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News > Japan

Japan's Health Workers Revolt Against Tokyo Olympics

  • Olympic symbol in Hachioji, Japan, 2021.

    Olympic symbol in Hachioji, Japan, 2021. | Photo: Xinhua

Published 3 May 2021

The organizers of the Olympic Games intend to have 10,000 nurses working free of charge at a time when there is a shortage of medical staff to care for patients.

With less than three months to go before the start of the Tokyo Olympics, Japan's health workers are opposing the deployment of 10,000 of them to the Olympic Village and competition venues.


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Their outrage grew last week when the organizing committee for the games asked the Japan Nurses Association (JNA) to provide 500 professionals to work on a volunteer basis. Social media erupted against this request with messages such as "nurses are not disposable parts."

The protest was supported by the Japan Federation of Medical Unions (IROREN), which issued a statement on Friday calling for "immediate review" of the aforementioned request and questioning the Japanese authorities' ability to control the pandemic.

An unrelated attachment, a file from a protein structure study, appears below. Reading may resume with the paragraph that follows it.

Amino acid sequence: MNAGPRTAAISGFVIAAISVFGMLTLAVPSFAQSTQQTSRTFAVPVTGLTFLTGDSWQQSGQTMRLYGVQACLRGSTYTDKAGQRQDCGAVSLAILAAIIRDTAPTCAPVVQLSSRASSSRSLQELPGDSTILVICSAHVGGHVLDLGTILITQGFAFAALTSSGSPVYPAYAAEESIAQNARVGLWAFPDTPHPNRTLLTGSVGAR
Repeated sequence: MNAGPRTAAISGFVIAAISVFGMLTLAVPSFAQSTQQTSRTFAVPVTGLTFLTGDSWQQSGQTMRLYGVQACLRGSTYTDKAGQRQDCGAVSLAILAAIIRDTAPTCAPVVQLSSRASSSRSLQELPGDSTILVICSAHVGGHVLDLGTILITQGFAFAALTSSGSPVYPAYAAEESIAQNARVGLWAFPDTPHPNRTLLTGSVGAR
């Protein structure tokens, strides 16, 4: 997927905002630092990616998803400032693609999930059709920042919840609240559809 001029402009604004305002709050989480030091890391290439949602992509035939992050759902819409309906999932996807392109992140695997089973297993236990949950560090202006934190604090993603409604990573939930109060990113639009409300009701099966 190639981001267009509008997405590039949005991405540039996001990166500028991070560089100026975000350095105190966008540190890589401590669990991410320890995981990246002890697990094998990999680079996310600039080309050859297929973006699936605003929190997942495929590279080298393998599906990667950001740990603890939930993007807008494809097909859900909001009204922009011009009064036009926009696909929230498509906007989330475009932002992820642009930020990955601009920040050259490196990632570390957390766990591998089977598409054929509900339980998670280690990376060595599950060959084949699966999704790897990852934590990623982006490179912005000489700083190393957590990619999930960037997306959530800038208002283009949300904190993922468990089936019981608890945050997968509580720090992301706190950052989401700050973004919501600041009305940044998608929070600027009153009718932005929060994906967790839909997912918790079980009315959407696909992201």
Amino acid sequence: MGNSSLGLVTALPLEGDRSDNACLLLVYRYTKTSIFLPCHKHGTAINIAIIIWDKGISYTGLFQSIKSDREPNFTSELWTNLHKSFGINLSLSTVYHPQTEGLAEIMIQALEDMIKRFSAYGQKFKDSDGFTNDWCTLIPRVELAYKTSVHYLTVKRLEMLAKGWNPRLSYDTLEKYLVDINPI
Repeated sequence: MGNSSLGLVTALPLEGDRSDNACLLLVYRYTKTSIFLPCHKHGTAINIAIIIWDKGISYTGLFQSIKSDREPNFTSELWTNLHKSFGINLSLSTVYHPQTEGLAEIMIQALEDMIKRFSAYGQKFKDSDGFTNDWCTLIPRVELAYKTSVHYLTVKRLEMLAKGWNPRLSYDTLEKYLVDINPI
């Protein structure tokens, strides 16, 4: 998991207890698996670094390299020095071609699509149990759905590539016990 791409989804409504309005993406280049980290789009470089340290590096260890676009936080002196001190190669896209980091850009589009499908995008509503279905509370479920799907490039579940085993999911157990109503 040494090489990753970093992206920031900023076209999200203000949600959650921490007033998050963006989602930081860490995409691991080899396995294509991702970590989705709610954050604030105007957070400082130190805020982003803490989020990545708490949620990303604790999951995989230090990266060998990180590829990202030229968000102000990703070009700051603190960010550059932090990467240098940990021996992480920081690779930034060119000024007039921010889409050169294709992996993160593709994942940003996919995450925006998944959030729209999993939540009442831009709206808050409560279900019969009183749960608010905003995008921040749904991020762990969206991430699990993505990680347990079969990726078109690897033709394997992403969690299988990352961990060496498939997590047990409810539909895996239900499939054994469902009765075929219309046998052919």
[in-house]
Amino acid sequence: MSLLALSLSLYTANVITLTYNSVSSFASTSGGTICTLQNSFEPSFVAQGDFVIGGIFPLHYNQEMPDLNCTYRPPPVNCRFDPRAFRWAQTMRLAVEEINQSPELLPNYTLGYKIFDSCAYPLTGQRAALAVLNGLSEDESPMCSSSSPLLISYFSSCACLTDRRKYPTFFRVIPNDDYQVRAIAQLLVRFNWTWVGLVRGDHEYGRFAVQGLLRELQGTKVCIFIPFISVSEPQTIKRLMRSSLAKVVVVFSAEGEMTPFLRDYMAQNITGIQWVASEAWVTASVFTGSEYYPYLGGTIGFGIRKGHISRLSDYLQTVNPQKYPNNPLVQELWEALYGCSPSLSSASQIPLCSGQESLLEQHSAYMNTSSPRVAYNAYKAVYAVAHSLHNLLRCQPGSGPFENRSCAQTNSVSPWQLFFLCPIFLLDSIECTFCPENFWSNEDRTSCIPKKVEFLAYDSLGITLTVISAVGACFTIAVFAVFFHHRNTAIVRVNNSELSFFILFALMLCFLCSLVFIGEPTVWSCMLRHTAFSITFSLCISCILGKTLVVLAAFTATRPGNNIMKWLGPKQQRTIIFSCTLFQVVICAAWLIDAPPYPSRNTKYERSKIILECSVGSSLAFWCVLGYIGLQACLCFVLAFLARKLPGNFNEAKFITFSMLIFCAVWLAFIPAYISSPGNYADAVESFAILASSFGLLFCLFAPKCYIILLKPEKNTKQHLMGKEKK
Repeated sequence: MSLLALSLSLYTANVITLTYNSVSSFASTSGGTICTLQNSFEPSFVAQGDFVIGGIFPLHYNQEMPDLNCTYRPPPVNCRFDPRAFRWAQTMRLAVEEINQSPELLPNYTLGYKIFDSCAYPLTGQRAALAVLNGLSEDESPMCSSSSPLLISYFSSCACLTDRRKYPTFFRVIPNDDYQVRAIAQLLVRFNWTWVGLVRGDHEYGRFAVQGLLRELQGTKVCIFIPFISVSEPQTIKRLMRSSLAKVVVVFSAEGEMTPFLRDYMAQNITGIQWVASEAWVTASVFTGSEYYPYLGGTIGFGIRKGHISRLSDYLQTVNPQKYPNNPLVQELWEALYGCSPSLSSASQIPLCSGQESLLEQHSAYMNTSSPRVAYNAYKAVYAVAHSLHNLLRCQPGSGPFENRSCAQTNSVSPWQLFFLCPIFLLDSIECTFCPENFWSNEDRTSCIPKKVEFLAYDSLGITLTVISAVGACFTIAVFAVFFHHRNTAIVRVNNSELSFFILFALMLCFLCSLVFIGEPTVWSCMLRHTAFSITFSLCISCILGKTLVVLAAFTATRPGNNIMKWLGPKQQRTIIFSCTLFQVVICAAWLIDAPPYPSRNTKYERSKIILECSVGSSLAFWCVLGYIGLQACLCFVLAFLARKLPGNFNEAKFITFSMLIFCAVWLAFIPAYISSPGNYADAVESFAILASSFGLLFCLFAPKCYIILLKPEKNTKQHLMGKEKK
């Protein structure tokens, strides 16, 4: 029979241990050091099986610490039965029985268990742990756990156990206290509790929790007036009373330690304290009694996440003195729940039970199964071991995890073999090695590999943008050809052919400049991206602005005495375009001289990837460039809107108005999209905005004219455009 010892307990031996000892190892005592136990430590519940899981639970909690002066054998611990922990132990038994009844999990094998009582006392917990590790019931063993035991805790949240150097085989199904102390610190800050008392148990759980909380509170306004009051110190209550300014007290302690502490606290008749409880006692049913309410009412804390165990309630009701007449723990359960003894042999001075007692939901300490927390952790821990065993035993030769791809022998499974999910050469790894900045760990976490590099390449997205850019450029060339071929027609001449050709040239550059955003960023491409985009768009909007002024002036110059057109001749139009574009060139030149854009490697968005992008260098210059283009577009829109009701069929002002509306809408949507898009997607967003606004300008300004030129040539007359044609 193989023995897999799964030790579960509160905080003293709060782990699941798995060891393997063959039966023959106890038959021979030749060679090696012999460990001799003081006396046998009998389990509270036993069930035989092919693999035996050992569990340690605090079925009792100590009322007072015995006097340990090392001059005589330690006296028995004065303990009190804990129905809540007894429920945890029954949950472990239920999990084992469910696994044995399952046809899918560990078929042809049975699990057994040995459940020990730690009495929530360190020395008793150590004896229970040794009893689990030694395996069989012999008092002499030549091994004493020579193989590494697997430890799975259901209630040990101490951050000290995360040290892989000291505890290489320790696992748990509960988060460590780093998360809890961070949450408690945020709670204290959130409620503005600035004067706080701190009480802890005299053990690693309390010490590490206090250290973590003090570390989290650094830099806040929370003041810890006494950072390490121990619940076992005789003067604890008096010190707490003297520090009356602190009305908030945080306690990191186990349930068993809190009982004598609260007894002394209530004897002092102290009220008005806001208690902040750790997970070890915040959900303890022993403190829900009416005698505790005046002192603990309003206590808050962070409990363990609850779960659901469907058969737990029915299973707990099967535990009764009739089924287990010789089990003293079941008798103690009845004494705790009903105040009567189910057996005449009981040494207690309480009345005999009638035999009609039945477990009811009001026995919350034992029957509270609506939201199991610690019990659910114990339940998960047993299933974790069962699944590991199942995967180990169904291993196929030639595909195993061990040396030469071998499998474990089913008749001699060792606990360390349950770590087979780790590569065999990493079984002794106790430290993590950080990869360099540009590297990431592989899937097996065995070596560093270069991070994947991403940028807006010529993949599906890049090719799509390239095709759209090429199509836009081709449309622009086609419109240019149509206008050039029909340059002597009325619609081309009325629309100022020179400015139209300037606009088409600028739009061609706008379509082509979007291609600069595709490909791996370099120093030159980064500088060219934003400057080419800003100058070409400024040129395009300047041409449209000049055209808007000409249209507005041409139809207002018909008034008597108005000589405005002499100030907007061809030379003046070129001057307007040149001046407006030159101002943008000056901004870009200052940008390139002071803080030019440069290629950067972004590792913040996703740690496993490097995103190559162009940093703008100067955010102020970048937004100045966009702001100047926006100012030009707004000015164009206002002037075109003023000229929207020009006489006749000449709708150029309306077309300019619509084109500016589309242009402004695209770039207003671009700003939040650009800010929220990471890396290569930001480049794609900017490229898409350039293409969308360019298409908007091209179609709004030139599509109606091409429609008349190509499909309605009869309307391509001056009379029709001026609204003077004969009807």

"I feel strong anger against the insistence to organize the Games despite the risk they pose to the lives and health of patients and healthcare professionals," the IROREN Secretary Susumu Morita said.

Prefectures such as Osaka and Aichi are facing a shortage of healthcare workers because many have become infected or quit their jobs due to harsh working conditions, including working night shifts far above the legal limit. 

Amid the fourth wave of infections affecting Japan since early April, the number of people with severe symptoms of COVID-19 reached 1,050 patients in a single day on Sunday.

In addition, the number of patients hospitalized or under medical treatment is close to 59,000, the highest level since last January. In prefectures such as Tokyo, Osaka, Hyogo, and Kyoto, hospital beds for COVID-19 patients are on the verge of maximum occupancy.

These four regions are under a state of emergency until May 11, which means further restrictions on bars and restaurants and a ban on sporting events.


Susumu Morita
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